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before. during a state of the union address even if just for a minute. and after years of dodging that socialist robin hood tag, you did offer up a little wealth redistribution scheme. tax the rich more give it to the middle class. >> and lest close the loopholes that lead to inequality by allowing the top 1% to avoid paying taxes on their accumulated wealth. we can help use that money to pay for community college. >> our friends in the digital world want olittle more though. in our #deer podus projects, students already drowning in debt, asked the president for more help. >> ands f >> everyone in college who still refuses to raise the minimum wage i say this, if you can truly work full time and support a family for less than $15,000 a year, try it. >> the irony is for all his swagger the president and his
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rapt audience know most of his agenda is doa with the new republican-run congress. no matter how friendly everyone looks at the joint session. so why bother? why bait the opponents, already itching to pounce on the president's agenda? in part, he's putting out markers for his party ahead of his party's presidential election and staking his claim, what issues what images he wants to be remembered for. as he reaches the second half of his final term in the white house. mr. obama as he considers his legacy and looks to the nation's as well. just last week in fact he had the critically acclaimed movie selma screened at the white house and then we just couldn't take our eyes off that one frail, still very powerful figure in the audience for the state of the union address.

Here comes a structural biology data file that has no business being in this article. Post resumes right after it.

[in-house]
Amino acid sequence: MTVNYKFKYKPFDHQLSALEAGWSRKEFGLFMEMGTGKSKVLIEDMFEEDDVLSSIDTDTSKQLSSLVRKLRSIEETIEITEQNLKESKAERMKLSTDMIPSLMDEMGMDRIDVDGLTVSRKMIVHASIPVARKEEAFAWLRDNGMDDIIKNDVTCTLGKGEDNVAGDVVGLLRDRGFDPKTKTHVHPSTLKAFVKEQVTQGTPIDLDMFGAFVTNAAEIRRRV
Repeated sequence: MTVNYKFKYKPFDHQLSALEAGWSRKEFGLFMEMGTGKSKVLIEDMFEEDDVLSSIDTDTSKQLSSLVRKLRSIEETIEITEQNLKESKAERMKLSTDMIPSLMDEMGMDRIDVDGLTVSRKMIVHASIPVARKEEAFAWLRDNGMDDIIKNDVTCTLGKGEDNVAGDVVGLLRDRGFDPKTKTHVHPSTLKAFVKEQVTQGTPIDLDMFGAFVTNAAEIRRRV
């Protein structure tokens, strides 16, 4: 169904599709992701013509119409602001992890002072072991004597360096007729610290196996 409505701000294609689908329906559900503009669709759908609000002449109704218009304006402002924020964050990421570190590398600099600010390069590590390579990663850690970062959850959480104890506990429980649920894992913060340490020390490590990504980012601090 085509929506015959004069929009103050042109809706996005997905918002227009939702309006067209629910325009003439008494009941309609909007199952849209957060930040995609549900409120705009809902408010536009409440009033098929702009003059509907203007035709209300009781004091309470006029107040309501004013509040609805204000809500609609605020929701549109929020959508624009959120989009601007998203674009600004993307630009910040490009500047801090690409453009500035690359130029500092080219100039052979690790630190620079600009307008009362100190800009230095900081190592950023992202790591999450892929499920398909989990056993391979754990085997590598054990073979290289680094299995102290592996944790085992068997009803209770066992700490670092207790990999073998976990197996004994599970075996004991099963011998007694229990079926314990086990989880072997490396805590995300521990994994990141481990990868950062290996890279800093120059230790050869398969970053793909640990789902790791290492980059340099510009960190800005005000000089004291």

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>> there she was, now 103 years old, a slender frame seated in the packed upper gallery silent but the crowd rivetting. this night the president didn't call her by name. but he didn't forget her place in history. >> and on the 50th anniversary of the great march from selma to mont gorman and the passage of the voting rights act. we can make place for every american. >> in the place for justice amelia boynton robinson was in the front of the line in the march that became known as bloody sunday. she told us about its when we visited her selma home just a few weeks ago. >> i remember very much that day. dr. king was to have planned but it was told that they were going to kill everybody who would be there.